News  >  Blog

National Campaign Against Human Trafficking Launched in Honduras

Published 06/24/2014 by Global Communities

U.S. Ambassador Lisa Kubiske highlights the importance of anti-trafficking efforts in Honduras.
On June 10, 2014,  the Commission against the Commercial Sexual Exploitation and Trafficking (CICESCT),  the Government of Honduras, the Institutional Support Programme against Trafficking (SICTE), and Global Communities with support the U.S. State Department, launched the “National Campaign Against Trafficking in Persons.”
Human trafficking is a crime against humanity and modern-day slavery occurs when humans are captured, transported, transferred or bought and sold like objects, to be subjected to various forms of exploitation, including sexual exploitation, forced marriage, labor, or organ removal. Other forms of exploitation include forcing children to earn money by begging, illegal adoption, and the use of minors in organized crime.
The “National Campaign Against Trafficking in Persons,”  which runs from June to September, aims to raise awareness, inform and alert the population to prevent people from becoming victims. It also aims to create a culture where such crimes are not tolerated. While there have been important advances against traffikcing, such as the Law Against Trafficking in Persons passed by the Government of Honduras in 2012, training of the judiciary, and most recently the commitment by the government  to allocate funds for CICESCT to implement preventivative actions, prosecute offenders, and care for victims, there are still enormous challenges.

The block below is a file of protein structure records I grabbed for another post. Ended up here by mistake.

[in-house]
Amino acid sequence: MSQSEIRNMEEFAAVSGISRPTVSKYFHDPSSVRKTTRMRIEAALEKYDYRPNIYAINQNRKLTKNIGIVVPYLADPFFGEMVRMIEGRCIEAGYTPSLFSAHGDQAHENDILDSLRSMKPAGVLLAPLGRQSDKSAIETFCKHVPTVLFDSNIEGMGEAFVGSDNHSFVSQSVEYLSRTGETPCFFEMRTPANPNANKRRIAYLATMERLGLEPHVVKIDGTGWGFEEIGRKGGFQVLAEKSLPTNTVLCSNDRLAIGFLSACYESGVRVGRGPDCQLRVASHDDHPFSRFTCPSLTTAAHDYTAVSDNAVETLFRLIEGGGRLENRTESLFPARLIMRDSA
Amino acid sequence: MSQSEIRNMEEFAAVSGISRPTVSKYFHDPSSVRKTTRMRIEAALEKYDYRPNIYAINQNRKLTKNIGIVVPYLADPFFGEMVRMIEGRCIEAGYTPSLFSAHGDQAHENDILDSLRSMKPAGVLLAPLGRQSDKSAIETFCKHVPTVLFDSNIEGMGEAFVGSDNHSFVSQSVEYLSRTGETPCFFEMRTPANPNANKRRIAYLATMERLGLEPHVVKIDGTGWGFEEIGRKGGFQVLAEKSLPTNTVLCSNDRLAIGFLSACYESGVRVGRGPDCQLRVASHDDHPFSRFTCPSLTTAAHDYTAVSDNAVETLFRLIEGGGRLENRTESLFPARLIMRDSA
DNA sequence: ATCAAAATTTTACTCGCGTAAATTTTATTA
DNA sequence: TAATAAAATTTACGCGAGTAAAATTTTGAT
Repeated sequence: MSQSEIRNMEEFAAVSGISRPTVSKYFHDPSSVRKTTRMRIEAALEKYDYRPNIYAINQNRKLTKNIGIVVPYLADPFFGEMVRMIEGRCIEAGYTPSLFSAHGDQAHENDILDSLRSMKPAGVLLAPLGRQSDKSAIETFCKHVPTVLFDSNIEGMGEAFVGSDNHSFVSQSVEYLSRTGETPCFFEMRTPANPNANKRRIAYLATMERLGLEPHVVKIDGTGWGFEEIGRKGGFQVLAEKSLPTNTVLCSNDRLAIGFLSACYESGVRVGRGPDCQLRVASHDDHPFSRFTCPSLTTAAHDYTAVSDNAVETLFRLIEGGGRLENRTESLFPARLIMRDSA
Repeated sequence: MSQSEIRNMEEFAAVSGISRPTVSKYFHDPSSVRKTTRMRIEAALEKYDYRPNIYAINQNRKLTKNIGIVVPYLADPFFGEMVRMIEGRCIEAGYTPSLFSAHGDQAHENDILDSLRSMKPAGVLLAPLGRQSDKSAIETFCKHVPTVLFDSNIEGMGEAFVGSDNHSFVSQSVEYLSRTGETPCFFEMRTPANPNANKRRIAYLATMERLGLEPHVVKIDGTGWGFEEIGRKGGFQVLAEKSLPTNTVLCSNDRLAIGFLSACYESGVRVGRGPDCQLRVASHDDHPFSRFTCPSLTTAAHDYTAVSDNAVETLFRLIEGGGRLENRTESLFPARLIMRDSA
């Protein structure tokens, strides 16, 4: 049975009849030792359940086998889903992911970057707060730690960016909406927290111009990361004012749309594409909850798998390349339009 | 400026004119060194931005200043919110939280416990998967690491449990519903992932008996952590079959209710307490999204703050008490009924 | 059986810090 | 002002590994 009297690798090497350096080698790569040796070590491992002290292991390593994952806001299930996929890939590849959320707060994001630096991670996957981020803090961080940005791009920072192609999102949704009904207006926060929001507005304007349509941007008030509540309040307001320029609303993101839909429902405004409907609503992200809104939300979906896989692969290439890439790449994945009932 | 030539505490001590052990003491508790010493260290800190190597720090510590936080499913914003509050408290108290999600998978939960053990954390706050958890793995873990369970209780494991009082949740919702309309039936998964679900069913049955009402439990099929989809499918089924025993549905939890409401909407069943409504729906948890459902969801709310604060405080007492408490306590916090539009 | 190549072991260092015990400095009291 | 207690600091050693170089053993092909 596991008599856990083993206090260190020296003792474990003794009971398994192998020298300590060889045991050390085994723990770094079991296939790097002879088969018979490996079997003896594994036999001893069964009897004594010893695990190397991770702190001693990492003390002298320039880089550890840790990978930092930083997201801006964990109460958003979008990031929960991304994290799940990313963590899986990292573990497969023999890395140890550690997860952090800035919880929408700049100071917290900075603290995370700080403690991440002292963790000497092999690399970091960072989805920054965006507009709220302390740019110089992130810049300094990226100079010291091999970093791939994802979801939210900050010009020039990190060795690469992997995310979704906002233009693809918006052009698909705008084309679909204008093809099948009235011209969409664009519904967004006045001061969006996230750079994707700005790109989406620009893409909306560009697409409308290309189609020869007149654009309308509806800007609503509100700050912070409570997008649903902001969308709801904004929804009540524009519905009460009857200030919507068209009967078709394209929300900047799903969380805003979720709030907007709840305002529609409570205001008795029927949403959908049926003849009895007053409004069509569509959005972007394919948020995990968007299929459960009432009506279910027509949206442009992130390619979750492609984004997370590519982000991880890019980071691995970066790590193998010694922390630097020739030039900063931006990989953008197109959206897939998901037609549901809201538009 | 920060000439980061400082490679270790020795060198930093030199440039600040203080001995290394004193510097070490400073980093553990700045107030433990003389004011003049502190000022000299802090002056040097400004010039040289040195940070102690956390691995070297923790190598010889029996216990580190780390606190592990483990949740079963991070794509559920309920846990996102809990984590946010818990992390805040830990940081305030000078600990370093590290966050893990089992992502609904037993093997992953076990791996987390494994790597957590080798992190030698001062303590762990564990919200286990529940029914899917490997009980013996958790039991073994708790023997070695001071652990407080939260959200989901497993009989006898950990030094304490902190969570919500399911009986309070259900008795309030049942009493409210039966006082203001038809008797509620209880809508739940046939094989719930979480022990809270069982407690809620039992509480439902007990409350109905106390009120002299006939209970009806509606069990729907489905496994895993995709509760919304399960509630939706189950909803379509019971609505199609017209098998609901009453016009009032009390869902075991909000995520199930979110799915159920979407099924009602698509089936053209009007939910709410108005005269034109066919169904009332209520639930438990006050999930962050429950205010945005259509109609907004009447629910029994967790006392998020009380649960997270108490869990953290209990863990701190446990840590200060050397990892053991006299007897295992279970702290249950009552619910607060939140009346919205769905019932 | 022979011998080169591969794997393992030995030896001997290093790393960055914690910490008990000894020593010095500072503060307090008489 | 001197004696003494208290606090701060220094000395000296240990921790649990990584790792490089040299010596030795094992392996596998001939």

President  of Honduras Juan Orlando Hernández inaugurated the campaign by declaring Honduras as hostile territory for human trafficking warning offenders, that under the new law, it is punishable by 22 years in prison. While U.S. Ambassador Lisa Kubiske highlighted the importance of anti-trafficking efforts by CICESCT and othet partners to date. Awareness raising efforts included video testimonials by trafficking victims.
To learn more about the plight of victims of trafficking, please view the video testimonials below of Diana and Dennis below. Two victims of trafficking who traveled from Honduras as undocumented migrants with dreams of a better future and whose dreams quickly turned to nightmares as they faced hardship, exploitation, and unimaginable conditions.